After the Six Day War, Yitzhak Rabin gave what will be remembered as his “Rightness of the Path” speech, in which he paid tribute to the IDF’s moral conduct during the war, conduct which he said “begins with the spirit and ends with the spirit.”

Israeli soldiers’ sacrifices and brotherhood were not the result of militancy, according to Rabin, but arose from their knowledge that their cause was just, and awareness of their role: “To ensure the existence of the nation in its homeland.”

Throughout history it has been proven time and again that victory, whether political or on the battlefield, is achieved by those whose belief in the rightness of their path is stronger, those with the deep conviction that they are doing the right thing, those that are fighting for the greater cause. Many countries have lost wars for the want of such conviction, even though they had superior military strength.

This happened in Israel’s War of Independence, when the small Jewish Yishuv beat the Arab armies; it also happened in Vietnam, where the US suffered severe losses due to domestic disagreement with regard to the war’s justification. This is the principal reason for my objection to Israel’s apology to Turkey.

If it is detrimental to the Israeli people’s basic sense of righteousness and morality, such an apology, no matter how much it seems to be in the country’s immediate political interest, inflicts long-term damage outweighing the short-term benefits.

The soldiers who risked their lives on behalf of the State of Israel on the Mavi Marmara deserve better.

For the state to apologize for their actions means it has abandoned them, turned them from warriors who risked their lives in the defense of the state into guilty parties. Israel’s willingness to pay compensation sends the message that fighting terrorist groups sent to harm the country is not morally justified.

For the nation and its soldiers to be sent such a message by their leadership is devastating to Israel’s long-term survival.

On the diplomatic level, we must recall that the deterioration of relations between Israel and Turkey did not begin with the Marmara or the humiliation of Turkish ambassador Ahmet Oguz Celikkol. The deterioration began much earlier, and was due to ideological and strategic decisions made by the current Turkish leadership, headed by Prime Minister Recep Tayyip Erdogan and Foreign Minister Ahmet Davutoglu. The first notable public expression of this occurred during the Olmert government, when Erdogan – at the Davos conference – dramatically walked off the stage after calling President Shimon Peres a “killer.”

Many other aggressive measures soon followed, including Turkish TV series portraying IDF soldiers as baby murderers and culminating in Erdogan calling Zionism racism and a crime against humanity during a speech in Vienna on March 1. Even now, after the Israeli apology and the “reconciliation,” Erdogan has not apologized for this statement. One cannot construe Erdogan’s casual statement to a Danish newspaper that his remarks were misunderstood as an apology or retraction, especially given his refusal to apologize to Prime Minister Binyamin Netanyahu during a private conversation between the two.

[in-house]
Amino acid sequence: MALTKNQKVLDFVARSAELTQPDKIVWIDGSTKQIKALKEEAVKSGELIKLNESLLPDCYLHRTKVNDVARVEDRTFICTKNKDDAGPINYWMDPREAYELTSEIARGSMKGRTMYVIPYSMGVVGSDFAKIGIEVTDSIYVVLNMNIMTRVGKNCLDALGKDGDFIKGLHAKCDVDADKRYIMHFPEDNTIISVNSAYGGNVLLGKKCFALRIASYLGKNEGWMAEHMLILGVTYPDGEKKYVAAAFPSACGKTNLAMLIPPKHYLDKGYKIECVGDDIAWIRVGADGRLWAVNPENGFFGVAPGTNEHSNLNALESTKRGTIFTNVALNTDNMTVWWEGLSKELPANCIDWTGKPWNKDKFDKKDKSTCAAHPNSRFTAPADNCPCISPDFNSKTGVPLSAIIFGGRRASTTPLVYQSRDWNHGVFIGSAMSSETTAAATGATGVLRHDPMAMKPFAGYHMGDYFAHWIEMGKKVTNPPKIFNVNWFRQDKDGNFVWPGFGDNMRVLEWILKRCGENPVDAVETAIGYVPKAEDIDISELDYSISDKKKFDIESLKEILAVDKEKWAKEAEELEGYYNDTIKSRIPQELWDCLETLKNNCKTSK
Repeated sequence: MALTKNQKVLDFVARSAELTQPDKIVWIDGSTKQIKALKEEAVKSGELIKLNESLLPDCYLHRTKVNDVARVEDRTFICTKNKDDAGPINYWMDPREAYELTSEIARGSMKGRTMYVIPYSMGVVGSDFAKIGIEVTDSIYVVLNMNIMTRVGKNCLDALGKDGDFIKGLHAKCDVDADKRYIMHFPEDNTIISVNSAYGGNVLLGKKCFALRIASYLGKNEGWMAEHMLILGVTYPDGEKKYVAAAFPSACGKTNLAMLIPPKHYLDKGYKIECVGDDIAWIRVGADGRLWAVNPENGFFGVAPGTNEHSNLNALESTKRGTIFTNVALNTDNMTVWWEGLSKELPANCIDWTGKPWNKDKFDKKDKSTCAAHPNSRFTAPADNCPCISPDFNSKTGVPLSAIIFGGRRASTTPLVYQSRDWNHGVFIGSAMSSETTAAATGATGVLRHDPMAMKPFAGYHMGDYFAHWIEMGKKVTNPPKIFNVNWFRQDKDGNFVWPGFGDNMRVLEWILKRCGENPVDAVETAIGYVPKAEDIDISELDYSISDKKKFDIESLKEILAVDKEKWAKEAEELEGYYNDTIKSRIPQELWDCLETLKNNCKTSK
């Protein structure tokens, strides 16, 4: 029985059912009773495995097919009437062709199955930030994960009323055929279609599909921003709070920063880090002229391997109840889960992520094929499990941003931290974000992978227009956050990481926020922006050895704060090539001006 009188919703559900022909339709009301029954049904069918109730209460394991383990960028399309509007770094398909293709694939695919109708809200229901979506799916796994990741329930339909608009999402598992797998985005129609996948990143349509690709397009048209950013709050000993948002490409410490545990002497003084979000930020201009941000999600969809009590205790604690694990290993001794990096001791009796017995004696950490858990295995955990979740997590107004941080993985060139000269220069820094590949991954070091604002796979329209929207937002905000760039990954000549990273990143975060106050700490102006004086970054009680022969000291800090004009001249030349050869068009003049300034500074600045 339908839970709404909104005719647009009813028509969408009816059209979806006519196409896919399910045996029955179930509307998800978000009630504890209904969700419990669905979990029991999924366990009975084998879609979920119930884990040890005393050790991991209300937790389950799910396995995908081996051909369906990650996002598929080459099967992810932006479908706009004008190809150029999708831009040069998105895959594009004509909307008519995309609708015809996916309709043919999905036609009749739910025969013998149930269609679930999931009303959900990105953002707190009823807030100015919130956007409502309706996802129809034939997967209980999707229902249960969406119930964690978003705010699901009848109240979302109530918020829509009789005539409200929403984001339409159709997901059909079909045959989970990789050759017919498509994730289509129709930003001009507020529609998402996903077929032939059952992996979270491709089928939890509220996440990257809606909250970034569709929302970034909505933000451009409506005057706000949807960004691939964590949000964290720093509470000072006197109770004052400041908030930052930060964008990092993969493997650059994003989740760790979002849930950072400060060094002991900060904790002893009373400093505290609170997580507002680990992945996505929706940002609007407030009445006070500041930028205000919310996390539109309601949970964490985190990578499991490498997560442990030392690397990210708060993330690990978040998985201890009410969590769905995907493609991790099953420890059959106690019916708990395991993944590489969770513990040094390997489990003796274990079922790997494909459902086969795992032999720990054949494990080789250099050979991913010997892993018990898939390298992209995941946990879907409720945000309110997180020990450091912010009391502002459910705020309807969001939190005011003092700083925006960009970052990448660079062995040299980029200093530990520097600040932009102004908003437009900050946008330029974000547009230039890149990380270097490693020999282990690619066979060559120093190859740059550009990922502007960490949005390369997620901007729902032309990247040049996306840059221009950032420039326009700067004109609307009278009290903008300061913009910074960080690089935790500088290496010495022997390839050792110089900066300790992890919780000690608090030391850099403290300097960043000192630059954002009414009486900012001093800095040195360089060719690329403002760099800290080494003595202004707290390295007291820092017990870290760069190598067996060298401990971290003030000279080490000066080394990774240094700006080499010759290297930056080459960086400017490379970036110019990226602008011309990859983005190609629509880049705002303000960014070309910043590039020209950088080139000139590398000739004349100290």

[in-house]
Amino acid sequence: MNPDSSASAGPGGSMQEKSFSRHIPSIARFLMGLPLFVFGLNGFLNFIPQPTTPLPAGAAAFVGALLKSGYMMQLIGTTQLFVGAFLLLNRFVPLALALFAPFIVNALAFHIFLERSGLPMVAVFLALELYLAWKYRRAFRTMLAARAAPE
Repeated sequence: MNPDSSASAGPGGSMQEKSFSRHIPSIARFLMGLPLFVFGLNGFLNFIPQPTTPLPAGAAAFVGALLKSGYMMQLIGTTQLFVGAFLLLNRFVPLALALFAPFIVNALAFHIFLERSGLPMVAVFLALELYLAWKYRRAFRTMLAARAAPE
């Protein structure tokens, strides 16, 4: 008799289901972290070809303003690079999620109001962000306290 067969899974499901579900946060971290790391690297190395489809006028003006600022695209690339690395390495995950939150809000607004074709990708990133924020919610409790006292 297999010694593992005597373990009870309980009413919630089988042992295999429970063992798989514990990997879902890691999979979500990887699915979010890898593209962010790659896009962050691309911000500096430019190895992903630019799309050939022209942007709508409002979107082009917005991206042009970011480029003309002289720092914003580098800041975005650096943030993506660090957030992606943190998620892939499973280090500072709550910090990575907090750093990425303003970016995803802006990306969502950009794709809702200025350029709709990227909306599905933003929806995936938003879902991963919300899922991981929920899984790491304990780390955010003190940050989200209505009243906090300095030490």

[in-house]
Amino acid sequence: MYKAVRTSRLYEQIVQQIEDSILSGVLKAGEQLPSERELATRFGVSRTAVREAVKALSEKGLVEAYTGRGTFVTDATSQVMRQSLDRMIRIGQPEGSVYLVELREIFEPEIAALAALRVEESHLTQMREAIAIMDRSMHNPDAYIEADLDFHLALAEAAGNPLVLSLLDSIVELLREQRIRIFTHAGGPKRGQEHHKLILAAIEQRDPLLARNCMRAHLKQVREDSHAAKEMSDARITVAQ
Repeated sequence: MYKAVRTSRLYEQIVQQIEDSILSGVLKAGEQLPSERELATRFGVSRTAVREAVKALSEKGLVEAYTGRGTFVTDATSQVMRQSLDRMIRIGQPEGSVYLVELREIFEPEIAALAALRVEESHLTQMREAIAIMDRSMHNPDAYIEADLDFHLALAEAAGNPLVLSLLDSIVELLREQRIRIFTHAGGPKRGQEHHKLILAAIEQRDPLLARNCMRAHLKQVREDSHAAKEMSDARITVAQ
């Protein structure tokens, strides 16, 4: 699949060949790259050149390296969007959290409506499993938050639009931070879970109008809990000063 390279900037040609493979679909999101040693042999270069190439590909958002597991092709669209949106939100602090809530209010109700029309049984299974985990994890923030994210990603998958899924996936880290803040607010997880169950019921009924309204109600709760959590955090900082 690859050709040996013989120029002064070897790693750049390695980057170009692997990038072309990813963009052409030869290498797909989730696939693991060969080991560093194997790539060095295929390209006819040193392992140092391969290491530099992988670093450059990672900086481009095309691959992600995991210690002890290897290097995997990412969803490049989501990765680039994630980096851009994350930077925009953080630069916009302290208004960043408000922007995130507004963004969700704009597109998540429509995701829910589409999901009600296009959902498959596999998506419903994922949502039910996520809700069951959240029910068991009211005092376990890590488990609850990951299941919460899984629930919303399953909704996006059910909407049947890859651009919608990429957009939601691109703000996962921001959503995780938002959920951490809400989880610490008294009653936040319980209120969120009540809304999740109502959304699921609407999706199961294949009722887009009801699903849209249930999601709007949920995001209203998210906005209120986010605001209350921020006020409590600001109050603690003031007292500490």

I have said many times in the past, both in closed and public discussions, that I am willing to state that Israel regrets the deaths of Turkish citizens on the Mavi Marmara, in the same way the US expressed regret to Pakistan, despite the major differences between the two cases.

The US killed 24 Pakistani soldiers due to mistaken identity, while our soldiers were defending themselves against members of a terrorist organization (recognized as such in European countries including Germany and the Netherlands) who wanted to kill them and illegally breach Israel’s borders.

That Erdogan would not accept such an apology, together with the way Israel’s official apology was received and interpreted in newspapers in east Jerusalem and by the leadership in Gaza, Ramallah and Lebanon – as well as by Erdogan himself – attests to the importance of the difference.

Even more important is the way in which the Israeli apology was received by Greece, Cyprus, the Gulf states, the Kurds, and among the moderate and secular Turks. Their interpretation is that instead of cooperating with Israel, it is better to ignore Israel and deal directly with Erdogan and Davutoglu. It proves to them that they cannot rely on Israel and that they cannot cooperate with us on issues that are critical for us in terms of strengthening the moderates in the Middle East. This is longterm strategic damage the results of which we have yet to feel the full effects of.

In conclusion, it is important to me to repeat to the soldiers of the IDF what the prime minister told them at the end of a naval cadet course two years ago: “Israel is proud of you. We are proud of you.”

The author is chairman of the Knesset Foreign Affairs and Defense Committee.

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